London’s Tate Modern is once again facing a legal complaint from residents of a nearby high-end apartment building who want the museum to close off part of the tenth-floor viewing platform in its Herzog & de Meuron–designed extension, which opened to the public in 2016, the Art Newspaper reports. In addition to offering visitors a 360-degree view of the London skyline, museumgoers are able to clearly see into the multimillion-dollar condominiums of the NEO Bankside building adjacent to the institution.
Four apartment owners decided to sue the museum in 2017, but the privacy case was dismissed last year in British High Court. In the ruling, Justice Anthony Mann said, “These properties are impressive, and no doubt there are great advantages to be enjoyed in such extensive glassed views, but that in effect comes at a price in terms of privacy.” He also said that there are several actions that owners can take to improve the situation such as lowering their solar blinds or installing net curtains.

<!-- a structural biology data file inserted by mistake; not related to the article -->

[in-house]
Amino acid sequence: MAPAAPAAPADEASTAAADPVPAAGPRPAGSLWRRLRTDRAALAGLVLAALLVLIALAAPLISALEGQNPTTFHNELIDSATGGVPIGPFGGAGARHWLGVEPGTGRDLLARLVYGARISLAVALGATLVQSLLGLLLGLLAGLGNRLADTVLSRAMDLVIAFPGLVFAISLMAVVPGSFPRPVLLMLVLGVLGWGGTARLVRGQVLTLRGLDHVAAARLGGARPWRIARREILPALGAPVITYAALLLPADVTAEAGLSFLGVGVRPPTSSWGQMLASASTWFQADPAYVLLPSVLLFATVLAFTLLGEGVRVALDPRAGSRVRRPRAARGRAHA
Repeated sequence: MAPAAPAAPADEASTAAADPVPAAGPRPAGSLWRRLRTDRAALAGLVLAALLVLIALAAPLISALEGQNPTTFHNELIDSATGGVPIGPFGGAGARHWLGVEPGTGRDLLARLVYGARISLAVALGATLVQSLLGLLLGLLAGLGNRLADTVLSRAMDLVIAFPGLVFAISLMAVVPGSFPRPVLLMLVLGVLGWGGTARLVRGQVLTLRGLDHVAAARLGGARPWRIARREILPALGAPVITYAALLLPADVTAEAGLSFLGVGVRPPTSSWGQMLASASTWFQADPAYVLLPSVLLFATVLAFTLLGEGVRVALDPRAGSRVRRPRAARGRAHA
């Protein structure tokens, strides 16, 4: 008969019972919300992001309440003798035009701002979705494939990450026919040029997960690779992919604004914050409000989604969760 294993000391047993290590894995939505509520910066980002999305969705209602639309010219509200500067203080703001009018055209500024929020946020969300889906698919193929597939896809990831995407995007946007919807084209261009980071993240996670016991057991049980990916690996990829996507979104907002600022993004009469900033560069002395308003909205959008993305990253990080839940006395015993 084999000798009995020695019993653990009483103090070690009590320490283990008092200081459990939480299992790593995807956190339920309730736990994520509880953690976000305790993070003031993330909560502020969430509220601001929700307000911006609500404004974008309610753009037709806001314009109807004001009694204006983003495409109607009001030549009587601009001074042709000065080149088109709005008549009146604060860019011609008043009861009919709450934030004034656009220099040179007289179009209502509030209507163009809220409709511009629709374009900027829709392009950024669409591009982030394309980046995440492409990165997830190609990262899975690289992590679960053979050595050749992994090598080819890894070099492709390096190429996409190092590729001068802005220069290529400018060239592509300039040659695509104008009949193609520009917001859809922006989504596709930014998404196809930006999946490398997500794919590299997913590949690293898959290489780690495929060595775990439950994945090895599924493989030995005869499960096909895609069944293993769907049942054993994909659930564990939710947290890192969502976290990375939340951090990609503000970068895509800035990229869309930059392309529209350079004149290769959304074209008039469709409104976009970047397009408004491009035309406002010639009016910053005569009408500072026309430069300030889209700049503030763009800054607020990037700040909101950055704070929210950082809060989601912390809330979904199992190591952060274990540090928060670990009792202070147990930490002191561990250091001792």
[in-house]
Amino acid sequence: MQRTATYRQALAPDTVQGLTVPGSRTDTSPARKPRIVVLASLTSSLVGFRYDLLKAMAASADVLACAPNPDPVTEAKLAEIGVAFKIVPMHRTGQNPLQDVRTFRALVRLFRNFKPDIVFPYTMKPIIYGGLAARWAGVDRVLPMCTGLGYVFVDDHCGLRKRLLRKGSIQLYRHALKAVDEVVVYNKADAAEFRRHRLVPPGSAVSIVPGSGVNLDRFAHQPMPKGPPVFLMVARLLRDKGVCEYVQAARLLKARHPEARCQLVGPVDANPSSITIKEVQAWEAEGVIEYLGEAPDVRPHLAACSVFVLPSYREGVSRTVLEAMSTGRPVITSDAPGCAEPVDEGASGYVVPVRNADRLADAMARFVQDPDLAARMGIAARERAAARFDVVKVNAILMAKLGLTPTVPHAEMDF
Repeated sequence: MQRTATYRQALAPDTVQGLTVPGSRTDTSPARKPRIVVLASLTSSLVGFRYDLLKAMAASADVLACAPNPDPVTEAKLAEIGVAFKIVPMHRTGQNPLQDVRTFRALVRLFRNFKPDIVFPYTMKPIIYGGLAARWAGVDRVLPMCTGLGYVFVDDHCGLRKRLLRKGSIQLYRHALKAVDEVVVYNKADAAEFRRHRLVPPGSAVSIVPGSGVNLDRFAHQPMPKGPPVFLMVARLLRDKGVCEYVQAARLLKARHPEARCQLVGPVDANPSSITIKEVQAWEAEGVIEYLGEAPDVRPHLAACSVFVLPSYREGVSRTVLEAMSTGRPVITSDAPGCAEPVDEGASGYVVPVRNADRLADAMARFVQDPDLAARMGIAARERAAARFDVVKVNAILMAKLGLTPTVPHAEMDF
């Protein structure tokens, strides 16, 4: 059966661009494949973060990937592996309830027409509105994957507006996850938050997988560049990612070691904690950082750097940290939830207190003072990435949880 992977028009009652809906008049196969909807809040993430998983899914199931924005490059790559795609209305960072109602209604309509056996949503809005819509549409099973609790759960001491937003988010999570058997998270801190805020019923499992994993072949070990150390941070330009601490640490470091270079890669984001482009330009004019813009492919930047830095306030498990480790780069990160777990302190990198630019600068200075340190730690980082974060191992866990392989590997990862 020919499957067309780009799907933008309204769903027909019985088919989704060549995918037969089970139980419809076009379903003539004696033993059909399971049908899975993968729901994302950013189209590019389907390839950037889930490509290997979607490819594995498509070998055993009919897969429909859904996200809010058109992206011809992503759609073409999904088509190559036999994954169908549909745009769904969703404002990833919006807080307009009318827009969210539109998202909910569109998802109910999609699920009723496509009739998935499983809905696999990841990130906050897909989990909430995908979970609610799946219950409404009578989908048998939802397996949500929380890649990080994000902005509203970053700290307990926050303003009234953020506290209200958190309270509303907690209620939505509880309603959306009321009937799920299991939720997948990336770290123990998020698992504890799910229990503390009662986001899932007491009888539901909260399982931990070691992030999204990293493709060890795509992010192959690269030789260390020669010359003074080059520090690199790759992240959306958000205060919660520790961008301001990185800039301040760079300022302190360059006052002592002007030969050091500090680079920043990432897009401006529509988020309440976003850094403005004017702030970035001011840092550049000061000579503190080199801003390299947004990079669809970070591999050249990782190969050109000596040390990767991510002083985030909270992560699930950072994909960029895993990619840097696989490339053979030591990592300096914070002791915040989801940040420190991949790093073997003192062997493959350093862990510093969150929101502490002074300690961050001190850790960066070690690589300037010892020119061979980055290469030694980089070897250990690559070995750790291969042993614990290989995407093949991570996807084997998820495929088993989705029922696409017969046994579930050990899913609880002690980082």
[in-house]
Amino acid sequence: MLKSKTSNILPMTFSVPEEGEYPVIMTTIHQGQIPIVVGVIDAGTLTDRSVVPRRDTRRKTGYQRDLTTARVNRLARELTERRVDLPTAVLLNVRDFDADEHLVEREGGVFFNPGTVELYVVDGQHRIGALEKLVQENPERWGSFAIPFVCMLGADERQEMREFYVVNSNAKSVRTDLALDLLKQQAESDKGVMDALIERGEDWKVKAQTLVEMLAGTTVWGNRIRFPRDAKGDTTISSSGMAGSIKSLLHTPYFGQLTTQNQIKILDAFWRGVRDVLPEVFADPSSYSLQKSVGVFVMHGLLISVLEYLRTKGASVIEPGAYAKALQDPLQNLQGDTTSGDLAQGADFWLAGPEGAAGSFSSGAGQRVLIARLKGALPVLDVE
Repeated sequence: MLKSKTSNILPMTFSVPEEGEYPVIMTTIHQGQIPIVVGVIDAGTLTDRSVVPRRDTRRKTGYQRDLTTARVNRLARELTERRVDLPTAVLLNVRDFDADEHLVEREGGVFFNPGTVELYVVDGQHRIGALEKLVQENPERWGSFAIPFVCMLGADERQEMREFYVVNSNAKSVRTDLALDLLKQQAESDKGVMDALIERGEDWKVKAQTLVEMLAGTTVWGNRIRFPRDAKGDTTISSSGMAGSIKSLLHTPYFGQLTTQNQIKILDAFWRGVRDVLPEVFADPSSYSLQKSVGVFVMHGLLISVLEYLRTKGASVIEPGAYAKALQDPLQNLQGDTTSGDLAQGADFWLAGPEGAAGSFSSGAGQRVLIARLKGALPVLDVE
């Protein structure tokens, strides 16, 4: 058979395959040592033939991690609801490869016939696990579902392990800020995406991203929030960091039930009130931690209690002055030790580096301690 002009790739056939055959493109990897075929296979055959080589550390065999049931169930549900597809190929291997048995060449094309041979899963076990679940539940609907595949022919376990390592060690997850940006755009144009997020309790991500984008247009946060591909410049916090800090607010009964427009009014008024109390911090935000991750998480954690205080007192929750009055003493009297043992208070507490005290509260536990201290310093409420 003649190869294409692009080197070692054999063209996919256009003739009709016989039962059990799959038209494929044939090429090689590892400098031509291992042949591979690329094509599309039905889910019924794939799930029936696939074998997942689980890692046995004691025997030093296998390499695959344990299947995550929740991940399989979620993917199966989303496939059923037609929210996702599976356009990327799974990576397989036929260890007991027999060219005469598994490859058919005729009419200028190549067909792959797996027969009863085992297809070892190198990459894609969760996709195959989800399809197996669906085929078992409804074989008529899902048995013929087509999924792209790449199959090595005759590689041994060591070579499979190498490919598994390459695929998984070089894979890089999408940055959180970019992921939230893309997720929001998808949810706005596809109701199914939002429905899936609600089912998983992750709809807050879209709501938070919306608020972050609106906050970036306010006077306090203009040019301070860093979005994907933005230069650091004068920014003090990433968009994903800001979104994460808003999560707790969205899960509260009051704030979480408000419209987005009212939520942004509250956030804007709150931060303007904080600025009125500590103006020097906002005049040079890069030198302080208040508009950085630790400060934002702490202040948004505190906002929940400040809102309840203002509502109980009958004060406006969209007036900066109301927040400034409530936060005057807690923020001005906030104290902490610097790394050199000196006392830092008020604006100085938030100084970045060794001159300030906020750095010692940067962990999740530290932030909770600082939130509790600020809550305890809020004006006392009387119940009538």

In an appeals hearing held earlier this week, claimant Lindsay Urguhart told the court she feels “completely exposed” in her home, and others claimed “hundreds of thousands of visitors” to the museum are looking into their apartments. No date has yet been set for a ruling.